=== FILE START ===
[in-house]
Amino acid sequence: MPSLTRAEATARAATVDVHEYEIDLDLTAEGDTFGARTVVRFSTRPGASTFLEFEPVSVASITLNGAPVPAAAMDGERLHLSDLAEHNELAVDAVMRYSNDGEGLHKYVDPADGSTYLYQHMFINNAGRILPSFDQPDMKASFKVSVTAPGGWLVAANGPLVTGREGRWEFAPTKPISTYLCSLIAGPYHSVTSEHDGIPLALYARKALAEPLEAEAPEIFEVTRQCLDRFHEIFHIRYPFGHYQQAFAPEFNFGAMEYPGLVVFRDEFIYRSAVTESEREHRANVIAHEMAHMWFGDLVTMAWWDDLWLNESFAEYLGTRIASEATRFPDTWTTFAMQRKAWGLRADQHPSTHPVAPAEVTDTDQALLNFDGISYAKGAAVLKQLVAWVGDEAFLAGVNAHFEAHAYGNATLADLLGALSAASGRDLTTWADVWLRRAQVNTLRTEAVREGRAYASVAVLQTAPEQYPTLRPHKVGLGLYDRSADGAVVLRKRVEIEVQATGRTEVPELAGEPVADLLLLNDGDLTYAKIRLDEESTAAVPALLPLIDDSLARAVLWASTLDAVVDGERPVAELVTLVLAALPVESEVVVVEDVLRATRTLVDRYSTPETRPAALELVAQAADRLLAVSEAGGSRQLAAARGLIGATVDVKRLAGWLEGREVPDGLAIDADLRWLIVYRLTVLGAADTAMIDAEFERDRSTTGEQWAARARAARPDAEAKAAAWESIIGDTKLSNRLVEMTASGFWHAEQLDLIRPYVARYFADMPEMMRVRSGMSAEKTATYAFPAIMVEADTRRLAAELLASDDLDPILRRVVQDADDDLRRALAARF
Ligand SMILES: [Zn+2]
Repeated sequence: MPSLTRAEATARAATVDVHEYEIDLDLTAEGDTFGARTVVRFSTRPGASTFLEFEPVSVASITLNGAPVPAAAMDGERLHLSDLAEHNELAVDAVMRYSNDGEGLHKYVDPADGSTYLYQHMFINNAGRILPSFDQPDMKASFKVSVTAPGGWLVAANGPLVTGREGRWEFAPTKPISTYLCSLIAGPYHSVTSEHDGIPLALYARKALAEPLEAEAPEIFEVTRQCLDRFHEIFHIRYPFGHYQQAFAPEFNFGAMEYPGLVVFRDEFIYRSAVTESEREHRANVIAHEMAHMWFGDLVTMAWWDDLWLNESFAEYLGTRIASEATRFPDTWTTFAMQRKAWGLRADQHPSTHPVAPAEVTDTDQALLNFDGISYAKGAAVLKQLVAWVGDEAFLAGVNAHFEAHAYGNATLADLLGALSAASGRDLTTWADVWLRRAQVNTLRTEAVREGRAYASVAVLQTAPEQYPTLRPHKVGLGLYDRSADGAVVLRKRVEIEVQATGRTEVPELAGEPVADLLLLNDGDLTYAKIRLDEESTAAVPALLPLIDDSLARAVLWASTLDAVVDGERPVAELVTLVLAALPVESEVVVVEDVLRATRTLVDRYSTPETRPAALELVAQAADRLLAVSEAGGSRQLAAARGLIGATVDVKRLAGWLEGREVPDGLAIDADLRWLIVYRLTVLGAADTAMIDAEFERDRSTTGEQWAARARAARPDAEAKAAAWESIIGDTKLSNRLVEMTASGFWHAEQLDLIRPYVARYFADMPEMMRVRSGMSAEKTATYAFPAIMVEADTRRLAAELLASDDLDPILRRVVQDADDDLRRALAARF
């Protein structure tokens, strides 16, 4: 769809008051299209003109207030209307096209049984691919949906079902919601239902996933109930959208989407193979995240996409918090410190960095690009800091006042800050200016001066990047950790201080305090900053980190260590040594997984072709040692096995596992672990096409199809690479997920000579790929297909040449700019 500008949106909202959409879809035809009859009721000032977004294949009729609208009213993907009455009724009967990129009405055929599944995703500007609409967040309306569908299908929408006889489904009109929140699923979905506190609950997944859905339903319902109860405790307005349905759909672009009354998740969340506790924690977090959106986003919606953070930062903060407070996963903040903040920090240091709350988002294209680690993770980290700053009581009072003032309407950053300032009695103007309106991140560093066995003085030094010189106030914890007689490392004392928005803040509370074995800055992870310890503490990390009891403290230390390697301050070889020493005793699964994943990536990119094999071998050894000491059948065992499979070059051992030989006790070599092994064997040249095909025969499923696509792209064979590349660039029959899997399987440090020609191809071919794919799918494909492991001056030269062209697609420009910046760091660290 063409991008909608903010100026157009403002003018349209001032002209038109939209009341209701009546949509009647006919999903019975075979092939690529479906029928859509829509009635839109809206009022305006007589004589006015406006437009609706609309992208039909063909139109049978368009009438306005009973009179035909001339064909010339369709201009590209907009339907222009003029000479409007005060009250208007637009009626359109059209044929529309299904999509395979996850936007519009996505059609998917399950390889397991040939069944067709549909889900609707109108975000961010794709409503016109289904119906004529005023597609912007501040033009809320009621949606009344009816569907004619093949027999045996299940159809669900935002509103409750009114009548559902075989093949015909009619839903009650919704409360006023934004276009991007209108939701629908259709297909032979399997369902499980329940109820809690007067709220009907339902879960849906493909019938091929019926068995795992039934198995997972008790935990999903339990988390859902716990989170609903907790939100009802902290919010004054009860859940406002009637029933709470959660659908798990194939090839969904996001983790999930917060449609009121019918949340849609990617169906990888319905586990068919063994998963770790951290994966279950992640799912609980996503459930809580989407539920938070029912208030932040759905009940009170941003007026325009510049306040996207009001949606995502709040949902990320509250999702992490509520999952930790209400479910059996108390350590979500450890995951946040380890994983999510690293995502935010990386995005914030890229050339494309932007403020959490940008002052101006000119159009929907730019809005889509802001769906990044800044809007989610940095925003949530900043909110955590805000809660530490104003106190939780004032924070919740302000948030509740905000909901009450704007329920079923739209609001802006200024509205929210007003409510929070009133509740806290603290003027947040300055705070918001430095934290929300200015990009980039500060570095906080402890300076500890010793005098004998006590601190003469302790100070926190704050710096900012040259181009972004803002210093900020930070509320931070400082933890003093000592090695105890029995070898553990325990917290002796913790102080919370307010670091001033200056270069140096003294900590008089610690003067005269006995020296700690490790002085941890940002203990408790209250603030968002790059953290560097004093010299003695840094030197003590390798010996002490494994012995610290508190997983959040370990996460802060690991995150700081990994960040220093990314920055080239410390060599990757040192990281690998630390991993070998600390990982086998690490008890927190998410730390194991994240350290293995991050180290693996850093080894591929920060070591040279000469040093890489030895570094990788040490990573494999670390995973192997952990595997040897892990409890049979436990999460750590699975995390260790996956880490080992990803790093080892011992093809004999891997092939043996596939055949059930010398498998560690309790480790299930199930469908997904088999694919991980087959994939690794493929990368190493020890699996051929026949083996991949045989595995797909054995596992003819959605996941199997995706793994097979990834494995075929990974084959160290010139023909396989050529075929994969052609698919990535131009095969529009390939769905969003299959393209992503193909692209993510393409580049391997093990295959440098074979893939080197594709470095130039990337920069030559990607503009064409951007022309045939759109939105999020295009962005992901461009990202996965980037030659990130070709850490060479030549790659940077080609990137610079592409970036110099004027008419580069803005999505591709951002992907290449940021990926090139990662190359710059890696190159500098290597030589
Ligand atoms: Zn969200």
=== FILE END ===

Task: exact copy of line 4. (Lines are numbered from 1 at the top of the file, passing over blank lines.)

Repeated sequence: MPSLTRAEATARAATVDVHEYEIDLDLTAEGDTFGARTVVRFSTRPGASTFLEFEPVSVASITLNGAPVPAAAMDGERLHLSDLAEHNELAVDAVMRYSNDGEGLHKYVDPADGSTYLYQHMFINNAGRILPSFDQPDMKASFKVSVTAPGGWLVAANGPLVTGREGRWEFAPTKPISTYLCSLIAGPYHSVTSEHDGIPLALYARKALAEPLEAEAPEIFEVTRQCLDRFHEIFHIRYPFGHYQQAFAPEFNFGAMEYPGLVVFRDEFIYRSAVTESEREHRANVIAHEMAHMWFGDLVTMAWWDDLWLNESFAEYLGTRIASEATRFPDTWTTFAMQRKAWGLRADQHPSTHPVAPAEVTDTDQALLNFDGISYAKGAAVLKQLVAWVGDEAFLAGVNAHFEAHAYGNATLADLLGALSAASGRDLTTWADVWLRRAQVNTLRTEAVREGRAYASVAVLQTAPEQYPTLRPHKVGLGLYDRSADGAVVLRKRVEIEVQATGRTEVPELAGEPVADLLLLNDGDLTYAKIRLDEESTAAVPALLPLIDDSLARAVLWASTLDAVVDGERPVAELVTLVLAALPVESEVVVVEDVLRATRTLVDRYSTPETRPAALELVAQAADRLLAVSEAGGSRQLAAARGLIGATVDVKRLAGWLEGREVPDGLAIDADLRWLIVYRLTVLGAADTAMIDAEFERDRSTTGEQWAARARAARPDAEAKAAAWESIIGDTKLSNRLVEMTASGFWHAEQLDLIRPYVARYFADMPEMMRVRSGMSAEKTATYAFPAIMVEADTRRLAAELLASDDLDPILRRVVQDADDDLRRALAARF